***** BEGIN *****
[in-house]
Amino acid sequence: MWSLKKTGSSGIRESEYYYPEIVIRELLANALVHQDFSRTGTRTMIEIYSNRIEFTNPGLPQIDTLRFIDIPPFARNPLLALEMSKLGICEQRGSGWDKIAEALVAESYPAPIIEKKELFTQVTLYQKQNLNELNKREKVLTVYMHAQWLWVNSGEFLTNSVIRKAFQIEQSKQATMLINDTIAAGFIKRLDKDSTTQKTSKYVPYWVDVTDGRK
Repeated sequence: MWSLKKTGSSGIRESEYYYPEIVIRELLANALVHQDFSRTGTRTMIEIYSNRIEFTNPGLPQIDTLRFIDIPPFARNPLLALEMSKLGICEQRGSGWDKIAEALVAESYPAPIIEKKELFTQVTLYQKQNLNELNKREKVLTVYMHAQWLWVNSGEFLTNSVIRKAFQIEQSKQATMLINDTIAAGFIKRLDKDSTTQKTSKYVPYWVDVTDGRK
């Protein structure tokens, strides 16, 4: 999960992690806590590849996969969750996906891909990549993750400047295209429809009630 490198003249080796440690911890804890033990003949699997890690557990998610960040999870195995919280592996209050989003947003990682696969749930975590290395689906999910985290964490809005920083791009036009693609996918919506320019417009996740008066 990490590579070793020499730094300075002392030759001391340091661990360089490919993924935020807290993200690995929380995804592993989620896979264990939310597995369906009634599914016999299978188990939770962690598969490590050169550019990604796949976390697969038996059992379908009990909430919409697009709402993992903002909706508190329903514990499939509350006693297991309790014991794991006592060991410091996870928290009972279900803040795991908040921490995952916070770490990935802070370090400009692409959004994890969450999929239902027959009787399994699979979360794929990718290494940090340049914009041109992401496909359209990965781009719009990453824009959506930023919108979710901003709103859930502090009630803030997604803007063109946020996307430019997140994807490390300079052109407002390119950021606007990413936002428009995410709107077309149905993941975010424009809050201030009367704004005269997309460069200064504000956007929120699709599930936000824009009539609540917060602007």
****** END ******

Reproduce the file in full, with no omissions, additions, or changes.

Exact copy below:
[in-house]
Amino acid sequence: MWSLKKTGSSGIRESEYYYPEIVIRELLANALVHQDFSRTGTRTMIEIYSNRIEFTNPGLPQIDTLRFIDIPPFARNPLLALEMSKLGICEQRGSGWDKIAEALVAESYPAPIIEKKELFTQVTLYQKQNLNELNKREKVLTVYMHAQWLWVNSGEFLTNSVIRKAFQIEQSKQATMLINDTIAAGFIKRLDKDSTTQKTSKYVPYWVDVTDGRK
Repeated sequence: MWSLKKTGSSGIRESEYYYPEIVIRELLANALVHQDFSRTGTRTMIEIYSNRIEFTNPGLPQIDTLRFIDIPPFARNPLLALEMSKLGICEQRGSGWDKIAEALVAESYPAPIIEKKELFTQVTLYQKQNLNELNKREKVLTVYMHAQWLWVNSGEFLTNSVIRKAFQIEQSKQATMLINDTIAAGFIKRLDKDSTTQKTSKYVPYWVDVTDGRK
């Protein structure tokens, strides 16, 4: 999960992690806590590849996969969750996906891909990549993750400047295209429809009630 490198003249080796440690911890804890033990003949699997890690557990998610960040999870195995919280592996209050989003947003990682696969749930975590290395689906999910985290964490809005920083791009036009693609996918919506320019417009996740008066 990490590579070793020499730094300075002392030759001391340091661990360089490919993924935020807290993200690995929380995804592993989620896979264990939310597995369906009634599914016999299978188990939770962690598969490590050169550019990604796949976390697969038996059992379908009990909430919409697009709402993992903002909706508190329903514990499939509350006693297991309790014991794991006592060991410091996870928290009972279900803040795991908040921490995952916070770490990935802070370090400009692409959004994890969450999929239902027959009787399994699979979360794929990718290494940090340049914009041109992401496909359209990965781009719009990453824009959506930023919108979710901003709103859930502090009630803030997604803007063109946020996307430019997140994807490390300079052109407002390119950021606007990413936002428009995410709107077309149905993941975010424009809050201030009367704004005269997309460069200064504000956007929120699709599930936000824009009539609540917060602007």